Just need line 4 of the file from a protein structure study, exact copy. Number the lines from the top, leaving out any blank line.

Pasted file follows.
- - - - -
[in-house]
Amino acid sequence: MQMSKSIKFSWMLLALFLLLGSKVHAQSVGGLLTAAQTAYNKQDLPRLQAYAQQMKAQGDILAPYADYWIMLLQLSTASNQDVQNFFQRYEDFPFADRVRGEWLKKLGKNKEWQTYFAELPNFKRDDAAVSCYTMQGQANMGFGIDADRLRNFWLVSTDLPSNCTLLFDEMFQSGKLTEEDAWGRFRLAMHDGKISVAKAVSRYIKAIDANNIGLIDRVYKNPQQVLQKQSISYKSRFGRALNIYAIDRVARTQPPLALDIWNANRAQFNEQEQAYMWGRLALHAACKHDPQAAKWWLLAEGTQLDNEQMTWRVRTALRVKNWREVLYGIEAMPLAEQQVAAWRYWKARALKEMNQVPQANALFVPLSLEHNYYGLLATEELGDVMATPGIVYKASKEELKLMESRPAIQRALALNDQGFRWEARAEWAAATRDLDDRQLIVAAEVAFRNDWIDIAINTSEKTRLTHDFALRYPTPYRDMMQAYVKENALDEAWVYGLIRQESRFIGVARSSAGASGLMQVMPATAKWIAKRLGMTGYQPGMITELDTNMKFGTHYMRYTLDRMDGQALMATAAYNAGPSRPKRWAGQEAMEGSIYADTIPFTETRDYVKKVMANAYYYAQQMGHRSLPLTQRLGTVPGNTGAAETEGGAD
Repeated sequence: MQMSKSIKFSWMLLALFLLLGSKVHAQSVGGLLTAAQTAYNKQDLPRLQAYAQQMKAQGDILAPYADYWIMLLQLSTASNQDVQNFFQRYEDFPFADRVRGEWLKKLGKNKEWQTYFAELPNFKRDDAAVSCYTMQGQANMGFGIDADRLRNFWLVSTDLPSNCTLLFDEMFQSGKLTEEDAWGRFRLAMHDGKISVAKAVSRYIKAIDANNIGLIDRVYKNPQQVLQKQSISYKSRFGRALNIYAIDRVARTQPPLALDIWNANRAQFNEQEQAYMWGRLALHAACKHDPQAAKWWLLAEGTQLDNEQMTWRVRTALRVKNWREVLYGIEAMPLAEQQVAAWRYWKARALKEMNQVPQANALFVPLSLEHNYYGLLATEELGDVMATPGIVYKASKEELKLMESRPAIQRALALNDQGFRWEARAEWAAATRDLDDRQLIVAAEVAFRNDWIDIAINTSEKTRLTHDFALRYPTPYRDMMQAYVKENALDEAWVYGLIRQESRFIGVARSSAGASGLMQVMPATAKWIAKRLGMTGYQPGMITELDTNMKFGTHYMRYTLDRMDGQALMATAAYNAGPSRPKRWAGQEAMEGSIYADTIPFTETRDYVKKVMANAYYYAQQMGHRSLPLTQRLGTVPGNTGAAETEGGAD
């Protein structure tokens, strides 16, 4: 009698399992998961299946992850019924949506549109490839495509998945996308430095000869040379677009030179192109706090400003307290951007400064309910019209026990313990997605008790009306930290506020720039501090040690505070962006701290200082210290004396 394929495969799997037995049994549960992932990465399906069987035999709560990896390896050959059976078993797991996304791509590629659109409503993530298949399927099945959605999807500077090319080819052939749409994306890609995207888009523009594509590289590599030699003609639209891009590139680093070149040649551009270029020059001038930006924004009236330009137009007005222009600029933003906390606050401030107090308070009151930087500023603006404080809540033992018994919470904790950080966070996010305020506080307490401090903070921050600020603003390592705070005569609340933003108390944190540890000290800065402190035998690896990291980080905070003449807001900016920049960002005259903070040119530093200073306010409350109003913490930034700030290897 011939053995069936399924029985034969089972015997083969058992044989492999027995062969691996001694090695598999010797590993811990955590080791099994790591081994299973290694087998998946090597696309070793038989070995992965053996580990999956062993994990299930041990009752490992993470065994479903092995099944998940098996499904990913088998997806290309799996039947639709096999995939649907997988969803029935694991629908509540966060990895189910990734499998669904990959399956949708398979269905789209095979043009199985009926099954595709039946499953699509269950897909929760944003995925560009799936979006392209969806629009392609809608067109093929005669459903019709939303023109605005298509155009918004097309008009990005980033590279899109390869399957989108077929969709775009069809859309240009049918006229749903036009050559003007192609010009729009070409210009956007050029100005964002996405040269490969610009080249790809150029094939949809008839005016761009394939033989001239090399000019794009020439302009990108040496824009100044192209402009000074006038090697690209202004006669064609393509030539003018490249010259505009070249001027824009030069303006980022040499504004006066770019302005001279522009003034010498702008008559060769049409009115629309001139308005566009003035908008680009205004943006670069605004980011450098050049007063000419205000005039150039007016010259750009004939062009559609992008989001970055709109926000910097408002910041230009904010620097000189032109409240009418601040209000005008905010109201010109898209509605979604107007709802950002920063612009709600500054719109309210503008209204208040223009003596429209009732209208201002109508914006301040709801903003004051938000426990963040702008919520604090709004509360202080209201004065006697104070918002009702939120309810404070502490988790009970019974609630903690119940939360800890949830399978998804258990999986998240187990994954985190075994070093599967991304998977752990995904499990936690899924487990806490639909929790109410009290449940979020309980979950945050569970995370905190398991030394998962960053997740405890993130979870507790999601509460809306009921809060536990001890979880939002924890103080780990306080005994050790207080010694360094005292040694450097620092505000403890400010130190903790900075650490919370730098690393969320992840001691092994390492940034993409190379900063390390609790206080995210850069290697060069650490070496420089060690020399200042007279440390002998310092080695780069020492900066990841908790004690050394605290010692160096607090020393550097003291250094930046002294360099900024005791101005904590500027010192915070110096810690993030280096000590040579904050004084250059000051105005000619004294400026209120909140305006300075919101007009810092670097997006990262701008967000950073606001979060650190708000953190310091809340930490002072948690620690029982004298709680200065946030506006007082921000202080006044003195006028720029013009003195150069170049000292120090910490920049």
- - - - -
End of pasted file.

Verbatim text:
């Protein structure tokens, strides 16, 4: 009698399992998961299946992850019924949506549109490839495509998945996308430095000869040379677009030179192109706090400003307290951007400064309910019209026990313990997605008790009306930290506020720039501090040690505070962006701290200082210290004396 394929495969799997037995049994549960992932990465399906069987035999709560990896390896050959059976078993797991996304791509590629659109409503993530298949399927099945959605999807500077090319080819052939749409994306890609995207888009523009594509590289590599030699003609639209891009590139680093070149040649551009270029020059001038930006924004009236330009137009007005222009600029933003906390606050401030107090308070009151930087500023603006404080809540033992018994919470904790950080966070996010305020506080307490401090903070921050600020603003390592705070005569609340933003108390944190540890000290800065402190035998690896990291980080905070003449807001900016920049960002005259903070040119530093200073306010409350109003913490930034700030290897 011939053995069936399924029985034969089972015997083969058992044989492999027995062969691996001694090695598999010797590993811990955590080791099994790591081994299973290694087998998946090597696309070793038989070995992965053996580990999956062993994990299930041990009752490992993470065994479903092995099944998940098996499904990913088998997806290309799996039947639709096999995939649907997988969803029935694991629908509540966060990895189910990734499998669904990959399956949708398979269905789209095979043009199985009926099954595709039946499953699509269950897909929760944003995925560009799936979006392209969806629009392609809608067109093929005669459903019709939303023109605005298509155009918004097309008009990005980033590279899109390869399957989108077929969709775009069809859309240009049918006229749903036009050559003007192609010009729009070409210009956007050029100005964002996405040269490969610009080249790809150029094939949809008839005016761009394939033989001239090399000019794009020439302009990108040496824009100044192209402009000074006038090697690209202004006669064609393509030539003018490249010259505009070249001027824009030069303006980022040499504004006066770019302005001279522009003034010498702008008559060769049409009115629309001139308005566009003035908008680009205004943006670069605004980011450098050049007063000419205000005039150039007016010259750009004939062009559609992008989001970055709109926000910097408002910041230009904010620097000189032109409240009418601040209000005008905010109201010109898209509605979604107007709802950002920063612009709600500054719109309210503008209204208040223009003596429209009732209208201002109508914006301040709801903003004051938000426990963040702008919520604090709004509360202080209201004065006697104070918002009702939120309810404070502490988790009970019974609630903690119940939360800890949830399978998804258990999986998240187990994954985190075994070093599967991304998977752990995904499990936690899924487990806490639909929790109410009290449940979020309980979950945050569970995370905190398991030394998962960053997740405890993130979870507790999601509460809306009921809060536990001890979880939002924890103080780990306080005994050790207080010694360094005292040694450097620092505000403890400010130190903790900075650490919370730098690393969320992840001691092994390492940034993409190379900063390390609790206080995210850069290697060069650490070496420089060690020399200042007279440390002998310092080695780069020492900066990841908790004690050394605290010692160096607090020393550097003291250094930046002294360099900024005791101005904590500027010192915070110096810690993030280096000590040579904050004084250059000051105005000619004294400026209120909140305006300075919101007009810092670097997006990262701008967000950073606001979060650190708000953190310091809340930490002072948690620690029982004298709680200065946030506006007082921000202080006044003195006028720029013009003195150069170049000292120090910490920049």